Joe:

I'm curious. Do you have, do you think like the version of you, here's the question? How do you think that version of you before you went on an exchange would have responded to this podcast? Like just listening to it as like. Not as like, not as like, oh, this is what I'm going to do in the future. Like, pretend it was Joe runs graduate through podcast and there, but Joe has obviously a huge overlap. Like, do you think this would have, what impact do you think this would have happened? Would you have listened to stuff like this at that time?

james-2021-12-18__13-32-36:

a good question. I think, I think I would have, but I think I would have just, it would have been one of those things, like I would have just listened and then that's it. And I would have just died tick. I listened to it. Yep. Cool. Like I listened to a productivity podcast today, like cool. But there wasn't that, that like connection to. Listened. And here's the things I said now. Here's how, here's what I'm going to change. And the things that I do, I think that disconnect was definitely missing. And it's something that I tried to be even now, even, even last year when I was reading heaps of books, like I've read books almost just for the sake of it. And there wasn't like, there wasn't that connection to, okay. I'm reading it. Even if it comes back to like, I'm not just gonna read it. Like rating is good. And like bill gates reads. so, like I should read it, it comes back to that. Okay. Here is a problem that I have now. Here's what I'm going to do to fix it. And the brief things, the tools I'm going to use to fix the problem I'm going to listen to books, listen to this particular podcast, do these things, to fix this problem and coming at it that way rather than which I guess is. almost that intentionality, right? It's like, let's be intentional when I'm gonna, when I'm reading, when I'm listening. What am I actually trying to get out of this and what am I going to try and use from the things that I'm doing? So I think, Yeah. if I was Listening. to this years ago, I probably would have just there wouldn't have been that connection and not something that I have comes across to. And, and what we speak about in the episodes is not only speaking about these topics, but also having that application of like, okay, we spoke about self. How do you do that? Because I think that there's a lot of things I read and listen to that's there's no connection to that where it's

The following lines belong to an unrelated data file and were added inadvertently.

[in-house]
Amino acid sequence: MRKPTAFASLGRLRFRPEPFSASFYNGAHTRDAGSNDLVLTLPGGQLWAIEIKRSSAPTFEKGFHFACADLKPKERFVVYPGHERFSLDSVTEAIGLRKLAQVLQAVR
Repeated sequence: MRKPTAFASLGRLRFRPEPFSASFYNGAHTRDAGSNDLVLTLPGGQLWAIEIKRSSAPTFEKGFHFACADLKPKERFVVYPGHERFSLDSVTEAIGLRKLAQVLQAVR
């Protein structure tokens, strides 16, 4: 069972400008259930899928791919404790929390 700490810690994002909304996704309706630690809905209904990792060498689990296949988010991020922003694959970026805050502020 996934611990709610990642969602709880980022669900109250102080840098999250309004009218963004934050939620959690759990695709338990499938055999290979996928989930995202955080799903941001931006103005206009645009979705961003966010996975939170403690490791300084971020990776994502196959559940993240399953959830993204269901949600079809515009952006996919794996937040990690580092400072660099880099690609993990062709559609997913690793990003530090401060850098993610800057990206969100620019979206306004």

Joe:

Don't let self doubt hold you

james-2021-12-18__13-32-36:

Yeah. It's kind of like,

Joe:

Thanks. I

james-2021-12-18__13-32-36:

me. That's great. But like there's no. What do I actually do? Um, and, and, not like it's, it's hard to wipe that out, but I think having that actual action step is something that's important and not only listening to the action step, but actually doing the action step as well is, is something that like many people, you could even just sit them down and be like, Hey, you gotta do this, this, this, and then you get this result and, and they still won't. do it. So I think having that Having that there, at least for the people that do want to do this, the action steps is, is important.

Joe: